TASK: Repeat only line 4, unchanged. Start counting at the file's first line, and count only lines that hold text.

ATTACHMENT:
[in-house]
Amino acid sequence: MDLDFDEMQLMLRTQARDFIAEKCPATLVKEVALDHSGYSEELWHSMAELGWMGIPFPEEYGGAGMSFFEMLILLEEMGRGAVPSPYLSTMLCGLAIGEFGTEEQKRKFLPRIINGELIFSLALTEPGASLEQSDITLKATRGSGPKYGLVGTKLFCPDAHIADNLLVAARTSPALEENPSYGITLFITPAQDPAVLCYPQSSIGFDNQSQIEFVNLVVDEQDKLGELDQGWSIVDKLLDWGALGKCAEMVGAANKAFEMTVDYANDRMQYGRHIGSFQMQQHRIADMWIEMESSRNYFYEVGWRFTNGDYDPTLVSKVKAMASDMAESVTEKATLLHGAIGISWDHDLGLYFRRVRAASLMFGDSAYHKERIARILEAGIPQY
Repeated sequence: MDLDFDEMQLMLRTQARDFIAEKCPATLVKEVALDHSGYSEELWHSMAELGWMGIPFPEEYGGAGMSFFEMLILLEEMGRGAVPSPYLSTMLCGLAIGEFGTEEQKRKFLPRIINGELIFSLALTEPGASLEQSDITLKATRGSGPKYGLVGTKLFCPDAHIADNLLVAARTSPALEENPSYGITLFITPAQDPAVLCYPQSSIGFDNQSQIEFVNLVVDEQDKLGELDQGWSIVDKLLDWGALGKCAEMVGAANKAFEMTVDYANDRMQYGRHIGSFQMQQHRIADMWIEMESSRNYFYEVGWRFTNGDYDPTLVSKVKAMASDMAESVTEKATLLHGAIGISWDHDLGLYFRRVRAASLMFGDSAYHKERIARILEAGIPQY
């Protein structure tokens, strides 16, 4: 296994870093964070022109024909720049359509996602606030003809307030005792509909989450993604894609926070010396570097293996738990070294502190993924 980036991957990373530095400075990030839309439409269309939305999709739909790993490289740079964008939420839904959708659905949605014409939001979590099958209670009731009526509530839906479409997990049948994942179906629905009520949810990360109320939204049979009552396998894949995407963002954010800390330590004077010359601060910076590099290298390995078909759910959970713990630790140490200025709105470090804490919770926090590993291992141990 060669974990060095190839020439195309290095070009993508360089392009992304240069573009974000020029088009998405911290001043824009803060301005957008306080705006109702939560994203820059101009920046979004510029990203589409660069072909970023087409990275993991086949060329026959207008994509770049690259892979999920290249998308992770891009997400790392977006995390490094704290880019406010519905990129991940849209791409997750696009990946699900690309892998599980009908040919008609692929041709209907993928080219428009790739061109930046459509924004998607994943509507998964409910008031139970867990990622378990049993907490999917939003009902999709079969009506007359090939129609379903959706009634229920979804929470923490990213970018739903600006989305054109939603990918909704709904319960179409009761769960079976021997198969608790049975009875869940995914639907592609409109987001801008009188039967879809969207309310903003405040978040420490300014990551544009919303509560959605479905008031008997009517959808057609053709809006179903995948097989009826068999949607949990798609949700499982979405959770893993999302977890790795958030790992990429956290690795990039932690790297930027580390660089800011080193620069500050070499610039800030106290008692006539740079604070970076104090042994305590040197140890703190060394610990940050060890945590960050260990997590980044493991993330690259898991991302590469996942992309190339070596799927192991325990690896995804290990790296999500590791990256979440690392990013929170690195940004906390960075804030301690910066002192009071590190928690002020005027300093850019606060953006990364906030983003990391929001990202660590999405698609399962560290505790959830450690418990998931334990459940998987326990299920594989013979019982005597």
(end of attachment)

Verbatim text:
């Protein structure tokens, strides 16, 4: 296994870093964070022109024909720049359509996602606030003809307030005792509909989450993604894609926070010396570097293996738990070294502190993924 980036991957990373530095400075990030839309439409269309939305999709739909790993490289740079964008939420839904959708659905949605014409939001979590099958209670009731009526509530839906479409997990049948994942179906629905009520949810990360109320939204049979009552396998894949995407963002954010800390330590004077010359601060910076590099290298390995078909759910959970713990630790140490200025709105470090804490919770926090590993291992141990 060669974990060095190839020439195309290095070009993508360089392009992304240069573009974000020029088009998405911290001043824009803060301005957008306080705006109702939560994203820059101009920046979004510029990203589409660069072909970023087409990275993991086949060329026959207008994509770049690259892979999920290249998308992770891009997400790392977006995390490094704290880019406010519905990129991940849209791409997750696009990946699900690309892998599980009908040919008609692929041709209907993928080219428009790739061109930046459509924004998607994943509507998964409910008031139970867990990622378990049993907490999917939003009902999709079969009506007359090939129609379903959706009634229920979804929470923490990213970018739903600006989305054109939603990918909704709904319960179409009761769960079976021997198969608790049975009875869940995914639907592609409109987001801008009188039967879809969207309310903003405040978040420490300014990551544009919303509560959605479905008031008997009517959808057609053709809006179903995948097989009826068999949607949990798609949700499982979405959770893993999302977890790795958030790992990429956290690795990039932690790297930027580390660089800011080193620069500050070499610039800030106290008692006539740079604070970076104090042994305590040197140890703190060394610990940050060890945590960050260990997590980044493991993330690259898991991302590469996942992309190339070596799927192991325990690896995804290990790296999500590791990256979440690392990013929170690195940004906390960075804030301690910066002192009071590190928690002020005027300093850019606060953006990364906030983003990391929001990202660590999405698609399962560290505790959830450690418990998931334990459940998987326990299920594989013979019982005597």